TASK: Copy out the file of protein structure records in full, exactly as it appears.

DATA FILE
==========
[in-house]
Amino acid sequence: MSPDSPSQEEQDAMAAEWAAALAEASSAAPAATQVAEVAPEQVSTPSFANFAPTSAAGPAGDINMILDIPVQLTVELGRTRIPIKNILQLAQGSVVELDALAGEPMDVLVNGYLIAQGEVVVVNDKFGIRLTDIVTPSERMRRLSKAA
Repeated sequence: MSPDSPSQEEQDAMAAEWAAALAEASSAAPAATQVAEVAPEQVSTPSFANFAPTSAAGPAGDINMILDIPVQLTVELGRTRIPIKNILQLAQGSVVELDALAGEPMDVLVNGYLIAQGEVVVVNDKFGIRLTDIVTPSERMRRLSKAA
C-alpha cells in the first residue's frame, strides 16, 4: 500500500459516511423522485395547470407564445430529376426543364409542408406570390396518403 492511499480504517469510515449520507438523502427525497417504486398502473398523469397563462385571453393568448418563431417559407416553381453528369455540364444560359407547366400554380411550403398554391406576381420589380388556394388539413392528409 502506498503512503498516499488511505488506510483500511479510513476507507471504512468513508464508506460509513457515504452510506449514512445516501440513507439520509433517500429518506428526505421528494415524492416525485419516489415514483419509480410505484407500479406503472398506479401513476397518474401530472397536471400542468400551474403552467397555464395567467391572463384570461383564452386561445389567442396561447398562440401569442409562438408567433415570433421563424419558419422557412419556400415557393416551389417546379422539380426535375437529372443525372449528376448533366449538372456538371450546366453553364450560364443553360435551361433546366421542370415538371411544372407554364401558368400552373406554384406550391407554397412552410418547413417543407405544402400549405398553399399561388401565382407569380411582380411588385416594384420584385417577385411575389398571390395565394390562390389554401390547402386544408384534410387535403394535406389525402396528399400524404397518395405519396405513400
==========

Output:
[in-house]
Amino acid sequence: MSPDSPSQEEQDAMAAEWAAALAEASSAAPAATQVAEVAPEQVSTPSFANFAPTSAAGPAGDINMILDIPVQLTVELGRTRIPIKNILQLAQGSVVELDALAGEPMDVLVNGYLIAQGEVVVVNDKFGIRLTDIVTPSERMRRLSKAA
Repeated sequence: MSPDSPSQEEQDAMAAEWAAALAEASSAAPAATQVAEVAPEQVSTPSFANFAPTSAAGPAGDINMILDIPVQLTVELGRTRIPIKNILQLAQGSVVELDALAGEPMDVLVNGYLIAQGEVVVVNDKFGIRLTDIVTPSERMRRLSKAA
C-alpha cells in the first residue's frame, strides 16, 4: 500500500459516511423522485395547470407564445430529376426543364409542408406570390396518403 492511499480504517469510515449520507438523502427525497417504486398502473398523469397563462385571453393568448418563431417559407416553381453528369455540364444560359407547366400554380411550403398554391406576381420589380388556394388539413392528409 502506498503512503498516499488511505488506510483500511479510513476507507471504512468513508464508506460509513457515504452510506449514512445516501440513507439520509433517500429518506428526505421528494415524492416525485419516489415514483419509480410505484407500479406503472398506479401513476397518474401530472397536471400542468400551474403552467397555464395567467391572463384570461383564452386561445389567442396561447398562440401569442409562438408567433415570433421563424419558419422557412419556400415557393416551389417546379422539380426535375437529372443525372449528376448533366449538372456538371450546366453553364450560364443553360435551361433546366421542370415538371411544372407554364401558368400552373406554384406550391407554397412552410418547413417543407405544402400549405398553399399561388401565382407569380411582380411588385416594384420584385417577385411575389398571390395565394390562390389554401390547402386544408384534410387535403394535406389525402396528399400524404397518395405519396405513400